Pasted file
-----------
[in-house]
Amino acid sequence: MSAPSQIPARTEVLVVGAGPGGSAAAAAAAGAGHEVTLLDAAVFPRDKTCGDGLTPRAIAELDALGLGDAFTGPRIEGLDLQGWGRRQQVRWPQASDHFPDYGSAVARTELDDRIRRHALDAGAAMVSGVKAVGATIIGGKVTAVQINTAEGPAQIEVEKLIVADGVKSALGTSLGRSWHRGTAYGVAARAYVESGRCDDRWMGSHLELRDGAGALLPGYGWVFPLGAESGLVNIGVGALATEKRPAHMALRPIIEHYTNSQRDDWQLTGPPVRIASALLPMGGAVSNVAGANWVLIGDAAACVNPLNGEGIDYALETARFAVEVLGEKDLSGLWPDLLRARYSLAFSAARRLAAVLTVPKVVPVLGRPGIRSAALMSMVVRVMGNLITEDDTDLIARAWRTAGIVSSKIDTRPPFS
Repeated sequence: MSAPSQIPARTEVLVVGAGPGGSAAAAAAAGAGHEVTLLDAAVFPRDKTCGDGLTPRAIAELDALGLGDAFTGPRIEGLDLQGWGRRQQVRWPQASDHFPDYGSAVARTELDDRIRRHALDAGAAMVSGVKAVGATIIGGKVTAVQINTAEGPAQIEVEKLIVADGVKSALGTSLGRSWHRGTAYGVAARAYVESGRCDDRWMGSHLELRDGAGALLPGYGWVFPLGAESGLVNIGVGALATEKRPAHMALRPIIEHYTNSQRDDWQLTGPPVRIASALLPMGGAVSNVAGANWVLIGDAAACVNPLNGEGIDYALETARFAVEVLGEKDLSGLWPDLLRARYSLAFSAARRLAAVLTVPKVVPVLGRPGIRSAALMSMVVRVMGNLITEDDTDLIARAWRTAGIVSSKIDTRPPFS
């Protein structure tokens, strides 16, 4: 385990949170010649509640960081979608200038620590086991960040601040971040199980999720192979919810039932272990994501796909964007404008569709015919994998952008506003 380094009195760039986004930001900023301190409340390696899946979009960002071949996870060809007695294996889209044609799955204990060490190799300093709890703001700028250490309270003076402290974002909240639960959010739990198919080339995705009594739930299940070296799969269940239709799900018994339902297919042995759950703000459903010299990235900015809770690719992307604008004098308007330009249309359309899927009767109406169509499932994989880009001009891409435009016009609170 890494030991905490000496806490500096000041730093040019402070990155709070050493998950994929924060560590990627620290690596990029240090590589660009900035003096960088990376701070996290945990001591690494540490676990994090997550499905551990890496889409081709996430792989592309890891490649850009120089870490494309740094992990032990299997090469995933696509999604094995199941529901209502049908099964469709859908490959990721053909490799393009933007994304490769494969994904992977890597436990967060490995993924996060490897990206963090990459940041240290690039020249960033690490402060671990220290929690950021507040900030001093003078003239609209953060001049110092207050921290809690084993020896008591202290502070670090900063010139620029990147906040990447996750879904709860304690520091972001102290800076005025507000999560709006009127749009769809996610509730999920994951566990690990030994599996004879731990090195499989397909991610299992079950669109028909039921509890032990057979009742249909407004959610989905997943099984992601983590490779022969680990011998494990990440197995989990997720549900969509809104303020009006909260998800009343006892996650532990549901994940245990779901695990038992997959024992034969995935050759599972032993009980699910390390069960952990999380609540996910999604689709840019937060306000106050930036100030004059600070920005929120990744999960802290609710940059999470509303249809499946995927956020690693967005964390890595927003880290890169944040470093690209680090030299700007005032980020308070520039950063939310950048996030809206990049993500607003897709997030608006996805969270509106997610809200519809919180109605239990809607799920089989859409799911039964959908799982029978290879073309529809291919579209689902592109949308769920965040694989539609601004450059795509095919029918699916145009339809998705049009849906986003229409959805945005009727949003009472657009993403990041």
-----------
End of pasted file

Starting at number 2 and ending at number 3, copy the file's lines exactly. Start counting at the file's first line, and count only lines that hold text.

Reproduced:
Amino acid sequence: MSAPSQIPARTEVLVVGAGPGGSAAAAAAAGAGHEVTLLDAAVFPRDKTCGDGLTPRAIAELDALGLGDAFTGPRIEGLDLQGWGRRQQVRWPQASDHFPDYGSAVARTELDDRIRRHALDAGAAMVSGVKAVGATIIGGKVTAVQINTAEGPAQIEVEKLIVADGVKSALGTSLGRSWHRGTAYGVAARAYVESGRCDDRWMGSHLELRDGAGALLPGYGWVFPLGAESGLVNIGVGALATEKRPAHMALRPIIEHYTNSQRDDWQLTGPPVRIASALLPMGGAVSNVAGANWVLIGDAAACVNPLNGEGIDYALETARFAVEVLGEKDLSGLWPDLLRARYSLAFSAARRLAAVLTVPKVVPVLGRPGIRSAALMSMVVRVMGNLITEDDTDLIARAWRTAGIVSSKIDTRPPFS
Repeated sequence: MSAPSQIPARTEVLVVGAGPGGSAAAAAAAGAGHEVTLLDAAVFPRDKTCGDGLTPRAIAELDALGLGDAFTGPRIEGLDLQGWGRRQQVRWPQASDHFPDYGSAVARTELDDRIRRHALDAGAAMVSGVKAVGATIIGGKVTAVQINTAEGPAQIEVEKLIVADGVKSALGTSLGRSWHRGTAYGVAARAYVESGRCDDRWMGSHLELRDGAGALLPGYGWVFPLGAESGLVNIGVGALATEKRPAHMALRPIIEHYTNSQRDDWQLTGPPVRIASALLPMGGAVSNVAGANWVLIGDAAACVNPLNGEGIDYALETARFAVEVLGEKDLSGLWPDLLRARYSLAFSAARRLAAVLTVPKVVPVLGRPGIRSAALMSMVVRVMGNLITEDDTDLIARAWRTAGIVSSKIDTRPPFS